The Gamification of Music: History of the Billboard Charts

What’s all this talk about fans “gaming” the Billboard Charts? In recent months, music critics have argued that BTS’ “Butter” is not the biggest song in America, despite sitting at No 1 on the Hot 100 for 9 weeks, pointing fingers at BTS’ ARMY fanbase for manipulating their position by buying and streaming the song. The history of the billboard charts uncovers just how much it has turned into the gamification of music.

If it sounds hypocritical, it is. Since the creation of the Billboard Charts in 1958, record labels and industry insiders have been using tactics to inflate artists’ numbers and inturn boost their position on the charts. 

Once irrelevant to the average music fan, the charts have now come to the forefront of music conversations, largely due to Lil Nas X’s unprecedented 19-week streak with “Old Town Road” in 2019. The No 1 streak was sparked after the controversial decision from Billboard to not include the song on the country charts, but continued with the help of multiple artists features and music videos.

However, Lil Nas X and other artists have never been questioned about the validity of their No 1 hits. So why is it that only a boy band from South Korea is accused of manipulation? 

In this episode, we’re joined by music journalist Bryan Rolli to take a look at the history of the charts, inflation tactics, and whether or not the charts actually have any cultural significance. 

You can read Bryan’s work on Forbes and follow him on Twitter for more. 

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Want to talk more? Find us: @name3songs | @sara_feigin | @jenna_million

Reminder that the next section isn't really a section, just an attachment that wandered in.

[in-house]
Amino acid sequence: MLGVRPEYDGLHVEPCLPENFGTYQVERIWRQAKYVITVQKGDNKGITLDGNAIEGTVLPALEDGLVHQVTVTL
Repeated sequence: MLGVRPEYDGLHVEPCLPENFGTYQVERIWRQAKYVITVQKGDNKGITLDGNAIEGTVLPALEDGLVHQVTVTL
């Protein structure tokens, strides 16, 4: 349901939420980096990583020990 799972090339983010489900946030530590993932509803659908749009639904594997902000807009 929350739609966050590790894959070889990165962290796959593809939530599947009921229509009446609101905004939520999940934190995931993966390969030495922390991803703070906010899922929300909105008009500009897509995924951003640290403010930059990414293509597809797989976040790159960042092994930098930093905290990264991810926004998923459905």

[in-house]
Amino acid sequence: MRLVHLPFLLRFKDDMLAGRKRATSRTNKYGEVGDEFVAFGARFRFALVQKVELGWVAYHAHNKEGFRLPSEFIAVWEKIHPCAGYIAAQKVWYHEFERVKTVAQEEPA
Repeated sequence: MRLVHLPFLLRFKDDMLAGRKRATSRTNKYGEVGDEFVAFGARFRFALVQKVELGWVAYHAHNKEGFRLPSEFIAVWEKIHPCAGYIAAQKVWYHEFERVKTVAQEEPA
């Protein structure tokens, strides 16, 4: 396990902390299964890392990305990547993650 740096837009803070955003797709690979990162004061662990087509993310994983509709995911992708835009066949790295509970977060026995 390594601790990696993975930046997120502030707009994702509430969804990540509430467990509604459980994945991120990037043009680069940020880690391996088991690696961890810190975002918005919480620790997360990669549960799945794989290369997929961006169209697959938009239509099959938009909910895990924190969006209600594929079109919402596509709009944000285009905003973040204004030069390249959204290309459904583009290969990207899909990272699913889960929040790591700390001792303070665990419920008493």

Past episodes of Name 3 Songs we think you’ll enjoy: Kpop, Capitalism and the Illusion of the American Dream with the KPopcast & Fangirls: Secret Marketing Geniuses with Sydney Stein

Sources for The Gamification of Music: History of the Billboard Charts

Billboard’s charts used to be our barometer for music success. Are they meaningless in the streaming age? (The Washington Post, Travis M. Andrews, 2018)

Why Have There Been So Many No. 1 Debuts This Year [2020] on the Hot 100? (Billboard, Andrew Unterberger, 2020)

19 Weeks of ‘Old Town Road’: A Week-by-Week Look Back at Lil Nas X’s Historic Run at No. 1 on the Hot 100 (Billboard, Andrew Unterberger, 2019)

BTS And Their Fan Army Are Rendering The Pop Charts Useless (Stereogum, Tom Breihan, 2021)

BTS Aren’t Ruining The Billboard Charts. They Were Already Broken. (Forbes, Bryan Rolli, 2021)

Lil Nas X Talks Fame, Going Viral, and More in His First Cover Story (Teen Vogue, Lakin Starling, 2019)

Lil Nas X’s ‘Old Town Road’ Was a Country Hit. Then Country Changed Its Mind (Rolling Stone, Elias Leight, 2019)

BTS Didn’t ‘Cheat’ Their Way To No. 1 On The Hot 100. They Just Beat Other Artists At Their Own Game. (Forbes, Bryan Rolli, 2020)

Billboard’s New Merch And Ticket Bundle Rules Will Devastate A Lot Of Pop Artists. Not BTS. (Forbes, Bryan Rolli, 2020)

Billboard’s charts used to be our barometer for music success. Are they meaningless in the streaming age? (The Washington Post, Travis M. Andrews, 2018)

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